Although trusses have been used for supporting the roofs of large buildings for centuries and there are few modern buildings designed for public or semi-public purposes which do not require one or more trusses to support some part of the building, yet there is a great deal of ignorance on the part of draughtsmen and builders and also otherwise well-informed architects as to the manner in which the stresses act and the correct way of arranging the various members in different types of trusses to sustain the loads. In fact, the mechanical principles of any but the simplest form of truss and the manner of determining the stresses seems to be difficult of comprehension by persons who have not had the advantages of instruction at a technical school and it has been the experience of the author that it is somewhat difficult to make the subject perfectly plain without oral explanation.

In this work, therefore, a special effort has been made to make the explanations as clear as is possible in print, even at the risk of appearing rather elemental and common place, and the author hopes that he has so far succeeded that any person who will diligently follow the explanations and go to the trouble of drawing out the diagrams may become fairly proficient in designing ordinary trussed roofs.

The proper designing of a trussed roof requires not only a knowledge of the theory of trusses and the strength of materials but also a familiarity with the various types of trusses that are employed for the support of roofs and their adaptability to different forms of roofs; a practical knowledge of the economical spacing of the trusses and of roof construction in general and how to meet any special forms of construction in the most economical manner, or in short how to lay out the entire framework so as to meet the requirements of strength, the special requirements of. the building and a wise economy. In the preparation of this book, therefore, the author has endeavored, first, to give practically all of the types of trusses that are used in buildings, with sufficient explanation as to their advantages and limitations as to enable the reader to select the type of truss best suited to his purpose; second, to show how various kinds and shapes of roofs may be best supported; third, to give the method of computing loads and determining stresses; and, finally, how to proportion the members and joints to the stresses.

To do this in the best manner it seemed advisable to divide the book into chapters and to describe certain kinds of roofs, such as domed roofs, church roofs, armory roofs, etc., in separate chapters. The method of paragraphing employed in Parts I. and II. of this series has also been retained, because of its convenience for cross-references, and also for convenience when used as a text-book.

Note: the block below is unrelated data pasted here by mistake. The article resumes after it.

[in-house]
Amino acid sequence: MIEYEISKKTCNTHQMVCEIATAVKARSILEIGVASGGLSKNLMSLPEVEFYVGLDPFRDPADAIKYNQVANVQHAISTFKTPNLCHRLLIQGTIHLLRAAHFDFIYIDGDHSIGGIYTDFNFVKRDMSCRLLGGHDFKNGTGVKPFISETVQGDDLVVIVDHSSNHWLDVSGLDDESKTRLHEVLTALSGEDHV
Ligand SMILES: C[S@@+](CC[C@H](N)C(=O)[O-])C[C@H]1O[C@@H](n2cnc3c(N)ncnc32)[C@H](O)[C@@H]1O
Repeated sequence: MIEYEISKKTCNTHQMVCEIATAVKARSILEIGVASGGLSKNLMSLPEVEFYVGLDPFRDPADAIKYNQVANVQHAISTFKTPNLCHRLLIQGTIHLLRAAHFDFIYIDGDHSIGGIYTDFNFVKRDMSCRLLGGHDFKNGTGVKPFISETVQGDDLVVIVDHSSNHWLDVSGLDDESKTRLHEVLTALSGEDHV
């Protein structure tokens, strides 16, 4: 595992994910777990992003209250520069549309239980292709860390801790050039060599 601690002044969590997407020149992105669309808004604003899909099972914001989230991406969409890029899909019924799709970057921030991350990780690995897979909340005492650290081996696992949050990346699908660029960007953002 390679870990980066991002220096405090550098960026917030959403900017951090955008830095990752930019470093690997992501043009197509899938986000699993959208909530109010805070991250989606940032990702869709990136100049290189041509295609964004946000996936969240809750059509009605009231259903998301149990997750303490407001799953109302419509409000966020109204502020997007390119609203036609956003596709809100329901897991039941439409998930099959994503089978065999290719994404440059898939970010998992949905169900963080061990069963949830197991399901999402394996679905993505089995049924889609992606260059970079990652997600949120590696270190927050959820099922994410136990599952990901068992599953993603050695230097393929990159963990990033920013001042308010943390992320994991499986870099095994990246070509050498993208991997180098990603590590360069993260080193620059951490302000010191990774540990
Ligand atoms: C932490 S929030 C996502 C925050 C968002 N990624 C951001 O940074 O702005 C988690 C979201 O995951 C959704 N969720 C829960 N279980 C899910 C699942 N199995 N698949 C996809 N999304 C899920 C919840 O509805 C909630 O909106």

One of the most valuable aids to the architect is a knowledge of what has been done in different lines of building construction, and for this reason a great many examples of existing trusses and of trussed roofs are illustrated. These examples have been selected as guides to the architect and draughtsman as to the shape of the truss, section of the members, detailing of the joints and the manner of bracing laterally and to the posts or walls. It is seldom that a truss can safely be copied outright, but after the stresses have been computed, such illustrations as have been given will be found of much assistance in deciding on the manner of building the truss, proportioning the joints and bracing the roof. This is particularly true in the matter of steel trusses.

In conclusion the author would advise those readers who are studying the subject for the first time and who wish to thoroughly understand the correct manner of designing a roof truss to first study carefully Chapters I., II. and III., which in a general way explain the mechanical principles of different kinds of trusses and then to study with great care Chapters VII -VIII. The only way in which one can learn to draw a stress diagram is by taking paper and pencil and drawing the diagram to a scale, line by line, in accordance with the instructions given. It can never be learned by simply reading the book. After a few of the examples given have been worked out, the student should apply the method to similar trusses with different proportions, when the general principle will become apparent and once this is understood it can readily be adapted to almost any kind of truss.

By persistent effort, any person of average intelligence should be able to master the principles of graphic statics, as applied to ordinary types of trusses, and once mastered the stresses can be very easily and quickly determined. Without being able to determine the stresses, however, it is impossible to economically proportion a truss to its load and span with any degree of accuracy, or with complete confidence in its safety.

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